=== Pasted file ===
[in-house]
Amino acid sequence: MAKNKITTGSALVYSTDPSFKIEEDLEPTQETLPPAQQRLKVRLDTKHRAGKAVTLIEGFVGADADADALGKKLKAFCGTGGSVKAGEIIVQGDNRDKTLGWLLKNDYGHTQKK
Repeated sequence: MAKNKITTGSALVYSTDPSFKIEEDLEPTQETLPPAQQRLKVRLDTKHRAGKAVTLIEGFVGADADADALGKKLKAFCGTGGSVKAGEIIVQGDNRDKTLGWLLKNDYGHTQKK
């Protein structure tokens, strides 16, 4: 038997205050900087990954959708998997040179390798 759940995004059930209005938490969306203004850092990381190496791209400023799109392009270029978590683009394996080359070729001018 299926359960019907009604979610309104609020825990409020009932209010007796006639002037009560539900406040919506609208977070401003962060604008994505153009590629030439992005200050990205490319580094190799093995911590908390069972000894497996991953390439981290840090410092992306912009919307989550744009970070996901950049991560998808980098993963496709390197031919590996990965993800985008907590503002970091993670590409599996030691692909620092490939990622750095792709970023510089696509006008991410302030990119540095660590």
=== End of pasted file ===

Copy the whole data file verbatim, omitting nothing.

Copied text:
[in-house]
Amino acid sequence: MAKNKITTGSALVYSTDPSFKIEEDLEPTQETLPPAQQRLKVRLDTKHRAGKAVTLIEGFVGADADADALGKKLKAFCGTGGSVKAGEIIVQGDNRDKTLGWLLKNDYGHTQKK
Repeated sequence: MAKNKITTGSALVYSTDPSFKIEEDLEPTQETLPPAQQRLKVRLDTKHRAGKAVTLIEGFVGADADADALGKKLKAFCGTGGSVKAGEIIVQGDNRDKTLGWLLKNDYGHTQKK
């Protein structure tokens, strides 16, 4: 038997205050900087990954959708998997040179390798 759940995004059930209005938490969306203004850092990381190496791209400023799109392009270029978590683009394996080359070729001018 299926359960019907009604979610309104609020825990409020009932209010007796006639002037009560539900406040919506609208977070401003962060604008994505153009590629030439992005200050990205490319580094190799093995911590908390069972000894497996991953390439981290840090410092992306912009919307989550744009970070996901950049991560998808980098993963496709390197031919590996990965993800985008907590503002970091993670590409599996030691692909620092490939990622750095792709970023510089696509006008991410302030990119540095660590």